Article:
This week you will learn about the practice of UN peacekeeping

This week you will learn about the practice of UN peacekeeping and the controversy surrounding humanitarian interventions. These are interventions undertaken by a state or a group of states in the internal affairs of another state without their consent in order to prevent an atrocity like genocide, ethnic cleansing or war crimes. Opponents of humanitarian interventions argue that they violate the principle of sovereign non-interference and potentially encourage forms of neo-imperialism by the great powers. Proponents argue that the right to non-interference is contingent upon the willingness and capacity of the government to protect its population from atrocities, and sovereignty does not give governments the right to commit atrocities against their own people.

The argument that humanitarian interventions should never be permitted effectively allows governments to commit genocide against their own people, but the alternative raises a host of difficult ethical and political questions.

Should humanitarian interventions be permissible? What level of harm should be the threshold beyond which such interventions should be permitted? Who should authorize these interventions? The UN Security Council? Regional organizations? Should unilateral humanitarian interventions be permitted?



Humanitarian intervention should be permissible under reasonable circumstances. The concept of state sovereignty and non-intervention have proven to allow governments to commit atrocities against their own people. Therefore, the inviolability of state sovereignty has to be modified.

State sovereignty takes second importance when active genocides, ethnic cleansings, mass persecutions, or civil wars, are taking place. The level of harm has to be the threshold; otherwise, states will be allowed to intervene all the time. There are no perfect countries that never undermine their citizens’ rights. There has to be a loosely defined limit that crossed by governments, state sovereignty can be broken. The level of harm has to be severe to justify the intervention.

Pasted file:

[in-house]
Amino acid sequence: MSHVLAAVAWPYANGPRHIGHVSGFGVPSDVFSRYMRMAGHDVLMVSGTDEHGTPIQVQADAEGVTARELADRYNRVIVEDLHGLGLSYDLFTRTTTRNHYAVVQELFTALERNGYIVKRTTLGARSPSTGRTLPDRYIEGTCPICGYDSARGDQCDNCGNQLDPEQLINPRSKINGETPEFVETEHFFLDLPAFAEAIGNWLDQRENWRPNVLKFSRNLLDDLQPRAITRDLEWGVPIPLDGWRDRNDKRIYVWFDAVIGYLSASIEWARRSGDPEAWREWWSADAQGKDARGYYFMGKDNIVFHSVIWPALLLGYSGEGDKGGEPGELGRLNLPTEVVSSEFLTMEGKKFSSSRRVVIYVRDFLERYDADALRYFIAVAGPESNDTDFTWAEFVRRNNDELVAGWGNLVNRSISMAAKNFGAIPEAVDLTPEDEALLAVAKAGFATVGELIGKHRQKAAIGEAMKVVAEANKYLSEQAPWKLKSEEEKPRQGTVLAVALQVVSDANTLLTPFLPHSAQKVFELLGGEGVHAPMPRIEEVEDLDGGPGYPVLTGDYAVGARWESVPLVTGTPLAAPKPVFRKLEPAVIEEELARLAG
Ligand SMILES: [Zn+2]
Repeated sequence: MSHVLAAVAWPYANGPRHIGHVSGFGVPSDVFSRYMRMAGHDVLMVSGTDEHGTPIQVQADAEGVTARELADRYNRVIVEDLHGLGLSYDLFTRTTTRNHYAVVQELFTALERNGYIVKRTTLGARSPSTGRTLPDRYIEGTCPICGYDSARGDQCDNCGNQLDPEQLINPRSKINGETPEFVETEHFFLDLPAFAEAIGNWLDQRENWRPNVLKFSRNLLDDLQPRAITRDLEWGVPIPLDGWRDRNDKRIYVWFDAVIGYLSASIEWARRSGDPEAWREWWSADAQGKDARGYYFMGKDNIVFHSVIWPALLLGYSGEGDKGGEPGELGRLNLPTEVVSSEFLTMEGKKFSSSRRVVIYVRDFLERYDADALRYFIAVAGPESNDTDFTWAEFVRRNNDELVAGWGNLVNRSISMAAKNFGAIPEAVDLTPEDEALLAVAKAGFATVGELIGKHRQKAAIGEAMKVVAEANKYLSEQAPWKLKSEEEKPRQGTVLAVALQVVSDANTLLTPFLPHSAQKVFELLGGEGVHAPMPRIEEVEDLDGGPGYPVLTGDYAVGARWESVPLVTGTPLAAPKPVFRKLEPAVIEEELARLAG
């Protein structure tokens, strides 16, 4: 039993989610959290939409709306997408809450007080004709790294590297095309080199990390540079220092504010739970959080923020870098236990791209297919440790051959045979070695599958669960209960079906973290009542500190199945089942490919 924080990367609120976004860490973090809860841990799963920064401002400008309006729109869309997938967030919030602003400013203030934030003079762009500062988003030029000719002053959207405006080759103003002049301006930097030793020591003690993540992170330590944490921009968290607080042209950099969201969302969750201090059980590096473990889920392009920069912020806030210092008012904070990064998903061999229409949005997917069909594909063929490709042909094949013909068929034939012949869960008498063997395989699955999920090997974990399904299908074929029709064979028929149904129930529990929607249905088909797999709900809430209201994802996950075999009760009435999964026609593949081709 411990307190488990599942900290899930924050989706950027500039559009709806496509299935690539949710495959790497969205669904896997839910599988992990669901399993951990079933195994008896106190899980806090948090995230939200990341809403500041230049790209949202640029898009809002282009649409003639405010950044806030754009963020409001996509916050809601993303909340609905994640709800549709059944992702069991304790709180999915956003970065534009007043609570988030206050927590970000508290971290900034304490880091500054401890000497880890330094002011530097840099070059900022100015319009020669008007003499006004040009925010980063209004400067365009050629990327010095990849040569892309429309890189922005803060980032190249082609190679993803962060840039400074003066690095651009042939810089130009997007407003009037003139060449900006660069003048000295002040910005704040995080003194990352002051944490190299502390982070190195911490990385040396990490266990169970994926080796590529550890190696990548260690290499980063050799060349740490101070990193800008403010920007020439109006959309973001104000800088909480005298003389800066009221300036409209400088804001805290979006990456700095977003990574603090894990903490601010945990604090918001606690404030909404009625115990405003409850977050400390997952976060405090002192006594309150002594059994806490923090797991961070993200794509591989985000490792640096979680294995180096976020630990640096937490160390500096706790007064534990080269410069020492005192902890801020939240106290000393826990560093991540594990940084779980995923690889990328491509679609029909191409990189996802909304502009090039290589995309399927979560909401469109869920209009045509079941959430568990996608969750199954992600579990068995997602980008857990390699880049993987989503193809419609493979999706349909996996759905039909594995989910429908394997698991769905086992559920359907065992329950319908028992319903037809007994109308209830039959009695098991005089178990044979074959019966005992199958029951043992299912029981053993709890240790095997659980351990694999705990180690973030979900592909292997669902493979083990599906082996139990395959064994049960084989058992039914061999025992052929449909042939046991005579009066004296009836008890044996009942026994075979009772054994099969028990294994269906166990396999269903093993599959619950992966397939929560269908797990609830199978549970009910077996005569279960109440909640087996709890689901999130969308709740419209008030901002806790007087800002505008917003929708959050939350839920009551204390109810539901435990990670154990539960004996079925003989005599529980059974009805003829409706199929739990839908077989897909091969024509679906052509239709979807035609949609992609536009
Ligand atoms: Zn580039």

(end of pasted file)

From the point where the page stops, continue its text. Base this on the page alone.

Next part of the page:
In addition, states that violate the agreed norms and intervene without a justifiable reason should be held accountable for engaging in imperialist behavior.

The interventions have to be authorized by international organizations. The UN Security Council is not the best option because the P5 can block the intervention if it is against one of their allies. I would suggest creating a new organization to monitor and authorize interventions or use the UN General Assembly, where everyone gets one vote and a majority is needed to start intervening. Regional organizations could give important information about the region and the conflict; however, they might not be powerful/reliable enough to issue such a demand. An intervention has to be authorized collectively by the global society, not just regionally.

Unilateral interventions should not be explicitly prohibited. As long as the authorization has been given multilaterally, one country can engage in the intervention. However, if one state is allowed to determine on its own when to intervene single-handedly, then that would undermine state sovereignty. It has to be a multilateral decision! The states executing the intervention can be one, two, or as many as decided.

State sovereignty is important and should be protected when there are no severe human rights violations.



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